Ming Au understands the economics of business and the importance of generating jobs and wealth for a community. After all, he ran a highly successful restaurant in Miramichi, New Brunswick, for over 20 years. Some well-known faces dined in his establishment over those two decades including Canadian country music legend Ronnie Prophet and sports celebrity Ted Williams. As a business association board member, Au also played host to many of Canada’s political players from former prime ministers and members of Parliament to representatives in New Brunswick’s legislative assembly.
Au emigrated from Hong Kong in the early ‘70s with his wife and two young daughters. “I chose Canada because I believed it was the best place for the future of my family. I came here and have never looked back,” he says. As a newcomer, Au was keen to integrate into Canadian society and wanted to be accepted in the community in which he would do business. To that end he embraced local business associations, gave back to the community in a variety of ways, and founded the Miramichi Regional Multicultural Association.
Au also took it upon himself to learn about Canadian government policies. Over the years, and through his research, he came to question Canada’s reliance on foreign oil when its own reserves can more than support the country’s domestic energy needs. He often raised these concerns with politicians who frequented his restaurant, hoping they would craft policies to help Canada become more oil independent.
The announcement of the Energy East Pipeline proposal buoyed Au’s spirits. The pipeline would transport oil produced in Western Canada to refineries in Ontario and Quebec, and to a terminal in New Brunswick. At last he could see progress toward reducing Canada’s need for foreign oil, as well as increased jobs and prosperity for his beloved New Brunswick and Canada as a whole.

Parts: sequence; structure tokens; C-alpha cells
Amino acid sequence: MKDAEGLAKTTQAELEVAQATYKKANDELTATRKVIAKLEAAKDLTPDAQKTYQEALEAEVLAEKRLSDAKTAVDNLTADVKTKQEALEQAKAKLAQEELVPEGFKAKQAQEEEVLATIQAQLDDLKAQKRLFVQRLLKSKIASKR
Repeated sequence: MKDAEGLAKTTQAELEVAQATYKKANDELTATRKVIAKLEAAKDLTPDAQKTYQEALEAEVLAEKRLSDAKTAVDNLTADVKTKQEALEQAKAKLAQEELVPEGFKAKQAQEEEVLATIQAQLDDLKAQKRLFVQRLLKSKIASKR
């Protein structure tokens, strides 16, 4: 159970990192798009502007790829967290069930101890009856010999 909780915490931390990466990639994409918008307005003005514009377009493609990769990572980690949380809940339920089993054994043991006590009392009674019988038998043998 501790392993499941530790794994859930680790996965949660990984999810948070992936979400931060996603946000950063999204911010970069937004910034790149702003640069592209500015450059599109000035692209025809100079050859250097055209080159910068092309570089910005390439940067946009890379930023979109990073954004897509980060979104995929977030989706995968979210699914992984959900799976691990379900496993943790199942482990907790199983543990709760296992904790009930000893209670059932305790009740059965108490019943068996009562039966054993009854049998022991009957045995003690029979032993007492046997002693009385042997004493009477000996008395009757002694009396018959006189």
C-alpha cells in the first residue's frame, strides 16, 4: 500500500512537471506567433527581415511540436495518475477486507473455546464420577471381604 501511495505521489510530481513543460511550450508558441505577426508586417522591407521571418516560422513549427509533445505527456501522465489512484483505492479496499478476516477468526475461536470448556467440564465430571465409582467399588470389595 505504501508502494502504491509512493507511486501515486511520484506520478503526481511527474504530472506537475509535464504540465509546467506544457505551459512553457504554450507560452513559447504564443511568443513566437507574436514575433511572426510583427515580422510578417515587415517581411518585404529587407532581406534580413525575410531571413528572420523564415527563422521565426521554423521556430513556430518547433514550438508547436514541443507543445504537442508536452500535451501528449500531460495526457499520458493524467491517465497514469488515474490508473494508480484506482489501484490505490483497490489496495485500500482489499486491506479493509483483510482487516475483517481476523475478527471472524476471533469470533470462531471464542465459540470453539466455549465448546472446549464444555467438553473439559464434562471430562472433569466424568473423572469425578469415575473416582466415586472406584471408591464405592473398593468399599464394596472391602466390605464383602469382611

Au’s hopes were dashed when the project was subsequently cancelled.
“I recently read that in 2016 Canada imported more than 750,000 barrels of oil per day from OPEC and the U.S. – the highest in the past four years. This represents a lot of money and jobs going to other countries,” he says. “When you have something in your own backyard that can provide food for you, your family and your neighbours, why go outside to buy it? What I see is a missed opportunity.”
The cancellation of Energy East and the downturn in the energy sector has had a great effect in New Brunswick and the surrounding provinces, Au adds. “Many of our young people worked in the Alberta and Saskatchewan oil fields to support their families. Now they don’t have those jobs. Energy East was a star on the horizon. People could see happier times ahead; then it was suddenly taken away. I was surprised and very disappointed – like many others.”
Au is not discouraged, however.
After more than four decades of working and living in New Brunswick, Au is now enjoying retirement in a senior’s residence in Toronto, Ontario. Retirement has not slowed his support for Canada’s energy sector, nor his drive to help bring a pipeline to Eastern Canada to fruition. He continues to voice his concerns to politicians across every party, at every level and at every available opportunity.
“I engage them in discussions about energy policy and how I believe we can empower Canadians,” says Au. “We are a resource rich country, let us put those resources to work for us. It is far better than leaving them idle and allowing others to reap the rewards.”